How to Stop Seeking Approval In Your Relationship
Do you have a constant need for your partner's approval, whether at home, with family and friends, or on social media?
Internal vs External Feedback
Approval seeking behavior is energy-draining and has negative consequences for you, your partner, and the relationship.
Imagine it, your partner sees that you don’t think you are “good enough” when you are constantly seeking external validation from them, that is tiring! As hard as this sounds, approval comes from within yourself and not someone else, even your partner. Knowing how to stop seeking approval in your relationship is, therefore important for both of you!
From an early age, many people have been conditioned to modify their behavior. They relied on outside sources such as feedback from others' approval, or whether or not their behavior negatively impacted their caregivers' response.
As a result, you may feel the need to “seek the approval” from others. When you get validation, it means you "exist" and are therefore worthwhile. On the other hand, when you don't get the approval or validation you are after, you don't feel worthy or important. For example, as a child, you may have experienced positive attention from your teacher when you had good grades at school or avoided punishment from your parents when you were quiet. Or maybe you disappointed someone when you disagreed with them.
The list of scenarios that can impact on you as a child to change your behavior is endless, from the approving smile of a parent to the withdrawal of hugs, etc. As a child, you quickly learn to adapt your behavior to receive love and acceptance.
You learned to stop listening to what you want, and what is right for you, because your basic need for love, and acceptance, from your caregivers, is hard-wired and perceived as a necessity for survival. External validation became more important than your internal thoughts and doing what feels right for you. As a result, you learned to turn the volume down, or completely off, and you became emotionally unavailable to yourself!
Issues arise when you take this childhood learned behavior for survival, into adulthood which can last your entire life. Some adults become addicted to positive affirmations and needing approval from others, and will deliberately sabotage situations, or relationships, so they can be the “hero” in the relationship for salvaging a problem which they sabotaged.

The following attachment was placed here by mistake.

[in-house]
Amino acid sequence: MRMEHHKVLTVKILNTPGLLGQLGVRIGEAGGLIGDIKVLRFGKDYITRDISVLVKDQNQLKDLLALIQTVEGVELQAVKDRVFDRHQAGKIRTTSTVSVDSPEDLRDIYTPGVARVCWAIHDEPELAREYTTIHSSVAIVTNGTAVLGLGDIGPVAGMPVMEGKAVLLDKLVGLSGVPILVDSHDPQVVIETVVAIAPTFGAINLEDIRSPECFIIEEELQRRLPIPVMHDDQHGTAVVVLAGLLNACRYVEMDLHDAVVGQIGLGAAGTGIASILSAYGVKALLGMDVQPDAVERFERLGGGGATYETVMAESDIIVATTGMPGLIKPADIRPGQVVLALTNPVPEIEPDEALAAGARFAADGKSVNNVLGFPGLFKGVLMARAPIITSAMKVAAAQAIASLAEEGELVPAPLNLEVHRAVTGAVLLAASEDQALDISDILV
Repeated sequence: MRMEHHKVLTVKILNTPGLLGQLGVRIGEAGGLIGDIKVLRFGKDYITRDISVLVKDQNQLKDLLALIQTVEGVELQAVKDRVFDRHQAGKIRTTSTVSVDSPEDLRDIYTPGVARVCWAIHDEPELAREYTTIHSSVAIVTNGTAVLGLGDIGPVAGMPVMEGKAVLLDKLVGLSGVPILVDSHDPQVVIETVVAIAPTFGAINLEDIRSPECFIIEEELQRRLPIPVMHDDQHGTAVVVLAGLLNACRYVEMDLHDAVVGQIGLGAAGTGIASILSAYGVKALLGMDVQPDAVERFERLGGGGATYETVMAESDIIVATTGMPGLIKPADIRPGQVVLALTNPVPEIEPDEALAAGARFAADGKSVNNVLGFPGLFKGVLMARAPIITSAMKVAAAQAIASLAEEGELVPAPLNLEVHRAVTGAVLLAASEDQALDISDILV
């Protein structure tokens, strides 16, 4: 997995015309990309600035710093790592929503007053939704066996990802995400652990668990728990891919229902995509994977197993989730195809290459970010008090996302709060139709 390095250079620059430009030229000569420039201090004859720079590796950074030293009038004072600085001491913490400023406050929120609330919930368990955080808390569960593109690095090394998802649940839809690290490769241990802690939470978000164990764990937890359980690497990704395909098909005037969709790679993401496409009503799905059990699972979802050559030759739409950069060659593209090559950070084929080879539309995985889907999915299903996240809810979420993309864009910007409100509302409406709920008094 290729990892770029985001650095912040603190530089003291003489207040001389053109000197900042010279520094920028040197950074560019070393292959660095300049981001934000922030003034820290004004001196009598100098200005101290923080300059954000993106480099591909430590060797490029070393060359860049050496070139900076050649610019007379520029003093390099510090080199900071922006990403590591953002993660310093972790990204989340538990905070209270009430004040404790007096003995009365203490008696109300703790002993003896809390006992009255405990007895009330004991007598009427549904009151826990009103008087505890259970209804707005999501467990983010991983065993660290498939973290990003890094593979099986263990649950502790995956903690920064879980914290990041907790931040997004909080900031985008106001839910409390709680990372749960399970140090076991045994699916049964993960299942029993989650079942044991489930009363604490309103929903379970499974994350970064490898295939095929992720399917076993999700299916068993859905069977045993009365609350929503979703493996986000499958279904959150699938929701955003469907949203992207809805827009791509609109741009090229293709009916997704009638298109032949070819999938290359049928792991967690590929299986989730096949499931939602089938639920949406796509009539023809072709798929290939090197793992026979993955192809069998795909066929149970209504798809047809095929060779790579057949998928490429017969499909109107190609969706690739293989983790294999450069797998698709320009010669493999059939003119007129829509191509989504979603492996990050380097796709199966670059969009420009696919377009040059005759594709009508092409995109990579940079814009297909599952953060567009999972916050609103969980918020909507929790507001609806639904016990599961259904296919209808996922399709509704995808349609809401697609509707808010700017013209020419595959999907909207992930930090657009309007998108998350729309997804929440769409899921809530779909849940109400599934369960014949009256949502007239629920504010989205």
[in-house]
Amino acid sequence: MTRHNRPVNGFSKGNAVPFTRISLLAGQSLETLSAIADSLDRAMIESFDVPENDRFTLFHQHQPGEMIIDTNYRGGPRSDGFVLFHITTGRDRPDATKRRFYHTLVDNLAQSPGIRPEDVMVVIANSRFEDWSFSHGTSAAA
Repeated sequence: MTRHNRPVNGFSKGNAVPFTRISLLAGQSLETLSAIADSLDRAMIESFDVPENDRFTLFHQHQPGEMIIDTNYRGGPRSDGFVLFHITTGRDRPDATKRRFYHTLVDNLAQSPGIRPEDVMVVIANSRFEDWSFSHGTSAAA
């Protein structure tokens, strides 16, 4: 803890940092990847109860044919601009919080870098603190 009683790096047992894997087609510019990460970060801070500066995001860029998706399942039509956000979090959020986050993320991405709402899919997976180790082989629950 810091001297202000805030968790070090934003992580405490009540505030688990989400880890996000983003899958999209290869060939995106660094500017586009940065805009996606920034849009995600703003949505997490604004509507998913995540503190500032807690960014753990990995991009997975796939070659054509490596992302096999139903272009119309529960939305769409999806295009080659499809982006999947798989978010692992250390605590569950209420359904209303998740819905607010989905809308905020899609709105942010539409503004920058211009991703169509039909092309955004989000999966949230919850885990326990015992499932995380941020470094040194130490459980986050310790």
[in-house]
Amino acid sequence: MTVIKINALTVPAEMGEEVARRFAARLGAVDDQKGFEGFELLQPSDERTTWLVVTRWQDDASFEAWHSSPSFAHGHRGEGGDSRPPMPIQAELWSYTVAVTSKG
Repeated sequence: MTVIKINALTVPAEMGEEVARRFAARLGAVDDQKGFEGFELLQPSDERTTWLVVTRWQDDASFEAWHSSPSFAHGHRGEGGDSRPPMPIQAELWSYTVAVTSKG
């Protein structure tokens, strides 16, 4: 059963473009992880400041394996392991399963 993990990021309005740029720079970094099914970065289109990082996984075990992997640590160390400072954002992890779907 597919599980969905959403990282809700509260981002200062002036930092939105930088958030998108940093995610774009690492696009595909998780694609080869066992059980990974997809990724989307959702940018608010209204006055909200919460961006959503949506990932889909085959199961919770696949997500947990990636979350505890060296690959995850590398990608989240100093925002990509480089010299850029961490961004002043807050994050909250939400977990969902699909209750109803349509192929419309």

“Queen of social chameleons, I mastered the art of telling people what they wanted to hear and being someone they would find impressive—all the while worry incessantly about what others thought of me, fearing criticism, and holding myself back as a result.”
— Sacha Crouch
Why do You Want Approval?
How many times (on an average day), do you actively try to get your partner's approval? You are probably approval-seeking without even realizing it.
Seeking your partner's approval takes away the real, and authentic "you." You are not being yourself because you're trying to avoid disapproval, which results from low self-esteem and listening to your negative thoughts.
Why do you want your partner's approval? Maybe you are fed up with trying to get your partner’s approval and living in their shadow? For example, are you always putting the needs of your partner before yours? Or do you feel that your partner constantly puts you down and nothing you do is "good enough"?
Why do you put the needs of your partner before yourself?
Is it because you want to be approved of, accepted, and you fear their rejection because you don't want to be alone and isolated? These fears may stem from your childhood and are coming to the surface.
The fears that come up to the surface want to be noticed and loved. They do not want to be pushed away and ignored.
The need for others' approval has adverse consequences on your life, for example, it can cause anxiety because of your inability to stop worrying about what your partner thinks of you. Eventually, you may end up living in fear because you don't want to disappoint your partner.
Needing your partner's approval prevents you from letting go of your fear of disapproval and reaching out for what you want. For example, you may want a Chinese meal for dinner but are afraid to say in case your partner wants to eat Indian. In this scenario, you are "people-pleasing" and don't want to say what you want in case your partner disapproves.
“Seeking validation will keep you trapped. You don't need anyone or anything to approve of your worth. When you understand this you'll be free.”
- Unknown -
As a people pleaser, you may procrastinate and avoid doing things that important to you. For instance, go back to school and get that qualification so you can follow your dream, but you are afraid that (again) you will disappoint your partner.
Time and time again, you will find reasons why you cannot to take advantage of new opportunities. Maybe you fear failure and your partner is a convenient "excuse" not to pursue your goals? When you live your life trying to please others, you are not living your full potential and therefore not giving your relationship everything it deserves!
When you no longer need your partner's approval, you have a strong sense of self.
A strong sense of self means you have self-esteem, and you love and accept yourself just the way you are!